New York Marine makes three basic arguments against coverage on the basis of these provisions. First, it argues there was no "occurrence" because there was no "accident." FAC ¶ 17(a). As New York Marine sees it, Hildebrand is charging Ness with intentional wrongdoing, not accidental harm. See id. Second, New York Marine argues the claims are excluded from coverage because Ness intended to injure Hildebrand and was not reasonably defending himself or others. Id. ¶ 17(b). Third, it argues the claims are not covered because Ness was not acting on behalf of the two businesses or conducting their business when he allegedly attacked Hildebrand. See id. ¶ 17(c).

Each of these arguments raises factual questions. Whether Hildebrand's claims arose from an "accident" depends on whether Ness intended to strike Hildebrand or struck him accidentally, for example while defending himself or in an attempt to keep Hildebrand away from the crowd. The same questions would arise in litigating the effect of the exclusion for intentional harms. The viability of New York Marine's claims depends on whether Ness was conducting business for Black Kat and Crime Don't Pay, acting on their behalf, or whether he can be distinguished from them at all, again, all factual questions.

As for the second question described above, the same factual disputes are at the center of Hildebrand's lawsuit against Ness. To prevail on his battery claim, for example, Hildebrand would need to prove, among other things, that Ness "intentionally performed an act that resulted in a harmful or offensive contact" with Hildebrand. Brown v. Ransweiler, 171 Cal. App. 4th 516, 526 (2009). The two businesses' liability depends at least in part on whether Ness was acting within the scope of his employment or agency, if any, and whether the businesses are his alter egos. See, e.g., Secci v. United Independent Taxi Drivers, Inc., 8 Cal. App. 5th 846, 855 (2017) ("A corporation may be held vicariously liable as a principal for the torts of its agents."); Mary M. v. City of Los Angeles, 54 Cal. 3d 202, 208 (1991) ("Under the doctrine of respondeat superior, an employer may be held vicariously liable for torts committed by an employee within the scope of employment."); Mesler v. Bragg Mgmt. Co., 39 Cal. 3d 290, 300 (1985) (describing what must be shown before corporate form is disregarded). Because the same factual disputes are at the foundation of both the state court litigation and the federal coverage action, a stay is mandatory.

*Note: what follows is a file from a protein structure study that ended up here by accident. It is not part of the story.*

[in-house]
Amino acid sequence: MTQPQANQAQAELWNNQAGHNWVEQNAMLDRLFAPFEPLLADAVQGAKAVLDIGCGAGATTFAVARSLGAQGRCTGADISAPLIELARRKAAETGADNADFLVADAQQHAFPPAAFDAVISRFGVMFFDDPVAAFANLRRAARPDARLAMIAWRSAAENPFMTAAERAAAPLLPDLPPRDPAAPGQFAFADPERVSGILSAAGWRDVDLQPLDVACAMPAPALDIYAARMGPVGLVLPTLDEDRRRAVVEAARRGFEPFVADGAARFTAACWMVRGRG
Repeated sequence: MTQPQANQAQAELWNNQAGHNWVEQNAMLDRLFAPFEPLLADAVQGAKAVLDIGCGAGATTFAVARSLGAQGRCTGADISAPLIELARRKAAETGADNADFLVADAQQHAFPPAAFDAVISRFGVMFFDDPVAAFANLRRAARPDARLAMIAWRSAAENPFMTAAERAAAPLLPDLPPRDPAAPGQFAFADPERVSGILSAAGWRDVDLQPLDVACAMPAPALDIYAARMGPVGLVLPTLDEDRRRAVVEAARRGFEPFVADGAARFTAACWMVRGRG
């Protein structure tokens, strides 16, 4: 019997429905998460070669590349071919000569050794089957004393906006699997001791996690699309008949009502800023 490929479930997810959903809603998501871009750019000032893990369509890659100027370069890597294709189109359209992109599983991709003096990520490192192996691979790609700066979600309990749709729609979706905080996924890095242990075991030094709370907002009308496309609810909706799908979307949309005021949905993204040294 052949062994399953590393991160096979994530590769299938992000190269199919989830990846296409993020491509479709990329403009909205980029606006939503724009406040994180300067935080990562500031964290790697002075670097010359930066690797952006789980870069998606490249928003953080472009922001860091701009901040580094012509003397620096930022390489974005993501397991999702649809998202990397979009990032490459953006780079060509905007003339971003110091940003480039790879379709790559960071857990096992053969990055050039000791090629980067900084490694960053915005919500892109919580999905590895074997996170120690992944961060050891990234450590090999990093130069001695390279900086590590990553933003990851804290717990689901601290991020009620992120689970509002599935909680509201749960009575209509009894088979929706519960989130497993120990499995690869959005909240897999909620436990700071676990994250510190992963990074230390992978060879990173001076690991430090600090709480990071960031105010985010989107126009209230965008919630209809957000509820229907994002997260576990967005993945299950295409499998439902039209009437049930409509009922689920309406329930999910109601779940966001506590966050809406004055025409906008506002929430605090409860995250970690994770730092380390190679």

New York Marine believes its coverage claims can be litigated without resolving any factual disputes, but that belief depends on an incorrect reading of the California Supreme Court's decision in Delgado v. Interinsurance Exchange of the Automobile Club of Southern California, 47 Cal. 4th 302. In Delgado, the insured homeowner had hit and kicked a seventeen-year-old boy. See id. at 306. The boy sued and asserted an intentional tort claim and a negligence claim. Id. The insurer refused to defend because it concluded there had been no "occurrence" under the terms of the policy, which, as does the policy here, defined "occurrence" as an "accident." Id. The boy then settled his claims with the homeowner, and they stipulated that the homeowner had hit and kicked the boy under an unreasonable belief that it was necessary for self-defense. Id. The claim against the insurer was then assigned to the boy, who sued the insurer for wrongfully denying coverage and bad faith. See id. at 306-07. The case eventually arrived in the California Supreme Court, which agreed with the insurer that there had been no accident and therefore there was no possibility of coverage. The homeowner had intended to do what he did. See id. at 305.